It’s been a while since I’ve been invited to a 10th birthday party; and I’m pretty sure that even when I was 10, I never attended on in a venue quite like this. But, here I am at the Relentless Garage (a name that makes me cringe every time) in Islington for the 10th birthday of indie record label Wichita Records. The place is pretty packed out and is much bigger than I had always assumed it was. Tonight’s entertainment are a folky/country duo from Sweden going by the name of First Aid Kit.
The girls take the stage to thunderous applause from a surprisingly large crowd (I say surprisingly only as I had no idea they had such a big following in London). Dressed nearly identically in 70′s style dresses and brown boots, the two teenage sisters, Klara and Johanna SÃ¶derberg, seem shy as they make a timid greeting to the crowd, but soon fall into their comfort zone when the chords of their first song Tangerine start up. With an intro reminiscent to ‘Half The World Away’ by Oasis, the song is a sweet, stripped down opener. Klara has an impressively powerful and soulful voice for a girl of only 17, with a slight Swedish twang which seems to compliment the songs beautifully. The girls soon find their stride as they rattle off highlights like Hard Believer and a cover of Fleet Foxes’ Tiger Mountain Peasant Song they become noticeably more confident and playful with the audience. This confidence becomes comes to a head by achieving an impressive feat: Getting the entire crowd to remain totally silent as the sisters take to the very front of the stage and perform an impressive version of the song Ghost Town, a narrative filled number which wouldn’t seem out of place on a Rilo Kiley album, sans mics and with only Klara’s acoustic guitar for backing. Even with their small frames, the pair fill the entire place with heart wrenching and imagery laden lyrics which keep everyone captivated for what feels like a life time (in a good way).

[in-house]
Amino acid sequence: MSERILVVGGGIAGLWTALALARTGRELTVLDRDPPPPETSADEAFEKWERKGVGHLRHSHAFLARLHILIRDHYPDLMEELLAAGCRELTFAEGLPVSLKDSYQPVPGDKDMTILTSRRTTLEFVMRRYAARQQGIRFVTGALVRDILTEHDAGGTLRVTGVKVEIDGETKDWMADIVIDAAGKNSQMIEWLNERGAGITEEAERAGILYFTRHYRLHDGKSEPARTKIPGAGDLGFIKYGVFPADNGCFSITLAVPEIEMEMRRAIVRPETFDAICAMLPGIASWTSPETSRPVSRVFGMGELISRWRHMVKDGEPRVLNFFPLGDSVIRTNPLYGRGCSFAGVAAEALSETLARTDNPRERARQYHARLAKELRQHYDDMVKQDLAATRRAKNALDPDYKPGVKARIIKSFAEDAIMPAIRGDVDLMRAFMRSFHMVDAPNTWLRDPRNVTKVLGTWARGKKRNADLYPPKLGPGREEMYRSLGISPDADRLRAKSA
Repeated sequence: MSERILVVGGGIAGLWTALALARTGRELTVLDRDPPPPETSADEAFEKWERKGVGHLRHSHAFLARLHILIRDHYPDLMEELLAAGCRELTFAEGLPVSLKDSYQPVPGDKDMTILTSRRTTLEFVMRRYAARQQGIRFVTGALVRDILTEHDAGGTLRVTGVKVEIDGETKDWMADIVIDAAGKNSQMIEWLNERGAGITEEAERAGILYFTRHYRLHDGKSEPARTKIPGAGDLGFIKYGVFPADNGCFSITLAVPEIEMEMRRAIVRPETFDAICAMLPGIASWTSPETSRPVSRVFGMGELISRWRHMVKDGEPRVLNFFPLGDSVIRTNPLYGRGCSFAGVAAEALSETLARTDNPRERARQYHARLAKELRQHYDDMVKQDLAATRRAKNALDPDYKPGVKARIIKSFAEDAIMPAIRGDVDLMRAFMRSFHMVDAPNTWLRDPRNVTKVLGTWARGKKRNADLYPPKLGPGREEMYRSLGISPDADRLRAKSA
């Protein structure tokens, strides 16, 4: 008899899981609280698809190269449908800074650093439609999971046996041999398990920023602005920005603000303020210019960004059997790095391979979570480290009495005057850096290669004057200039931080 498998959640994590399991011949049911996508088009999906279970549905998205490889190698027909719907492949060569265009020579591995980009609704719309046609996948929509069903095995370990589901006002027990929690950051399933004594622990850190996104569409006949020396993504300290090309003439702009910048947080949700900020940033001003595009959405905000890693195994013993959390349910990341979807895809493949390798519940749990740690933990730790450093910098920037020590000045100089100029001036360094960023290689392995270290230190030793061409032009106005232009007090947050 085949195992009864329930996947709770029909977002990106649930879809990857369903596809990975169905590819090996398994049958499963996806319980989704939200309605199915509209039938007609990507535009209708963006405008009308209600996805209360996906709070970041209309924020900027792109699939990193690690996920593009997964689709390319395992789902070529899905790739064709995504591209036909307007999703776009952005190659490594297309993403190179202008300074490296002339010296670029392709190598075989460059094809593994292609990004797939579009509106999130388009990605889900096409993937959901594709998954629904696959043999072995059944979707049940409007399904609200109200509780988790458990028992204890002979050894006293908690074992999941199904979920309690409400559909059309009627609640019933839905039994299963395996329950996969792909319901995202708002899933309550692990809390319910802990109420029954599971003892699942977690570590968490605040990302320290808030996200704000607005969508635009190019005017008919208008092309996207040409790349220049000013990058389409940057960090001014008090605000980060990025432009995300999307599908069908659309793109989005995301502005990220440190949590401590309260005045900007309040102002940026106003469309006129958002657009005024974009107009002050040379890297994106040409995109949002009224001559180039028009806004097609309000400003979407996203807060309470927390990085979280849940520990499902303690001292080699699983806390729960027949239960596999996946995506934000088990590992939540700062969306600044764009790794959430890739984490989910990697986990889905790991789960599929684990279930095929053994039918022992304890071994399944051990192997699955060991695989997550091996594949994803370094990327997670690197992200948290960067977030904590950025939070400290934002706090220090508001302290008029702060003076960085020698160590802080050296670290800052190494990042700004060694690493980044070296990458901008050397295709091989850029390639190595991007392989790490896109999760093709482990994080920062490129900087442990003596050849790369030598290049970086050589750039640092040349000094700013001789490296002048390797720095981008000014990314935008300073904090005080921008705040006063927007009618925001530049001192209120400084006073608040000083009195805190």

The interactive nature of the night continues when, after another couple of songs, Klara announces that they have Latitude festival tickets to give away, before hastily cobbling together a competition for a group of lucky fans. As four self proclaimed “super fans” are plucked from the audience and brought on stage, each in turn have to join Klara in a duet of their chosen First Aid Kit song. It’s a mixed bag of performances ranging from enthusiastic (shall we say), to inaudible before culminating in a actually rather impressive show from a petite girl, decked out in scarlet FAK t-shirt. A gutsy move on all parts, but the audience seem to lap it up. It’s certainly a become a night of unexpected turns of events, but isn’t that the beauty of live music after all? A few more songs follow (including the Martha Wainwirght-esque) I Met Up With A King, which sounded amazing, and a short encore cover of Gram Parson’s Still Feeling Blue before the fleeting set is over.
The girls packed a huge amount into their hour on stage. The performance is fairly no frills, just solid renditions of very solid songs mixed in with a hearty dose of playful fun. It was certainly not what I was expecting, but I think that was part of the charm. If you enjoy these girls on record, then you’ll love them live, and I urge you to do just that.